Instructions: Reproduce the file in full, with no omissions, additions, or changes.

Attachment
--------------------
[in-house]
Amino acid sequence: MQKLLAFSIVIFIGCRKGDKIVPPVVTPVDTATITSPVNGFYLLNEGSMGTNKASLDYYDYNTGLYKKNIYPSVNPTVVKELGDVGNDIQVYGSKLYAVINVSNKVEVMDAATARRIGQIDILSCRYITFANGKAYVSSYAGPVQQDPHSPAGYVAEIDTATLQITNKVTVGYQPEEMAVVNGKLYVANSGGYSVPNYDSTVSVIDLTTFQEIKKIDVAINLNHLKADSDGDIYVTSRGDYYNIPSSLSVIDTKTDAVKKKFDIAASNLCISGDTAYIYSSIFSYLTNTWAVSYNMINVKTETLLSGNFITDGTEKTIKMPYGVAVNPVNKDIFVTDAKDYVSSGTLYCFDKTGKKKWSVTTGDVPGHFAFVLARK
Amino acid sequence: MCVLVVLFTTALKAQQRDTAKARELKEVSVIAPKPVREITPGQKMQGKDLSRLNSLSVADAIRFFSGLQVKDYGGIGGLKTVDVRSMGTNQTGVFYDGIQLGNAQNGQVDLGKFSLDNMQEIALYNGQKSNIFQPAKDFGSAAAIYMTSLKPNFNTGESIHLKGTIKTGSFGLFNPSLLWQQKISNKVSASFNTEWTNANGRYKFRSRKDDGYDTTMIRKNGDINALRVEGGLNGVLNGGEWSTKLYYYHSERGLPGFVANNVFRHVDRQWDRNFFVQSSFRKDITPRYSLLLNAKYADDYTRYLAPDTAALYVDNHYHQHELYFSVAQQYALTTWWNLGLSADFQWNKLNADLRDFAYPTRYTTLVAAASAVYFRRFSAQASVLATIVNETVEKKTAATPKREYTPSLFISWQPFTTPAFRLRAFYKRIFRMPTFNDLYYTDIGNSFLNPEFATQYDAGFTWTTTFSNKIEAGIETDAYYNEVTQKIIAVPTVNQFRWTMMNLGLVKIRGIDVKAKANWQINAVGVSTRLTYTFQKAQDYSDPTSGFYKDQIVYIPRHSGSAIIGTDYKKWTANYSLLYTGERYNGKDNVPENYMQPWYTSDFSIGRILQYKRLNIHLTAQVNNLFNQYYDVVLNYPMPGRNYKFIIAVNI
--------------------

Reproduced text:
[in-house]
Amino acid sequence: MQKLLAFSIVIFIGCRKGDKIVPPVVTPVDTATITSPVNGFYLLNEGSMGTNKASLDYYDYNTGLYKKNIYPSVNPTVVKELGDVGNDIQVYGSKLYAVINVSNKVEVMDAATARRIGQIDILSCRYITFANGKAYVSSYAGPVQQDPHSPAGYVAEIDTATLQITNKVTVGYQPEEMAVVNGKLYVANSGGYSVPNYDSTVSVIDLTTFQEIKKIDVAINLNHLKADSDGDIYVTSRGDYYNIPSSLSVIDTKTDAVKKKFDIAASNLCISGDTAYIYSSIFSYLTNTWAVSYNMINVKTETLLSGNFITDGTEKTIKMPYGVAVNPVNKDIFVTDAKDYVSSGTLYCFDKTGKKKWSVTTGDVPGHFAFVLARK
Amino acid sequence: MCVLVVLFTTALKAQQRDTAKARELKEVSVIAPKPVREITPGQKMQGKDLSRLNSLSVADAIRFFSGLQVKDYGGIGGLKTVDVRSMGTNQTGVFYDGIQLGNAQNGQVDLGKFSLDNMQEIALYNGQKSNIFQPAKDFGSAAAIYMTSLKPNFNTGESIHLKGTIKTGSFGLFNPSLLWQQKISNKVSASFNTEWTNANGRYKFRSRKDDGYDTTMIRKNGDINALRVEGGLNGVLNGGEWSTKLYYYHSERGLPGFVANNVFRHVDRQWDRNFFVQSSFRKDITPRYSLLLNAKYADDYTRYLAPDTAALYVDNHYHQHELYFSVAQQYALTTWWNLGLSADFQWNKLNADLRDFAYPTRYTTLVAAASAVYFRRFSAQASVLATIVNETVEKKTAATPKREYTPSLFISWQPFTTPAFRLRAFYKRIFRMPTFNDLYYTDIGNSFLNPEFATQYDAGFTWTTTFSNKIEAGIETDAYYNEVTQKIIAVPTVNQFRWTMMNLGLVKIRGIDVKAKANWQINAVGVSTRLTYTFQKAQDYSDPTSGFYKDQIVYIPRHSGSAIIGTDYKKWTANYSLLYTGERYNGKDNVPENYMQPWYTSDFSIGRILQYKRLNIHLTAQVNNLFNQYYDVVLNYPMPGRNYKFIIAVNI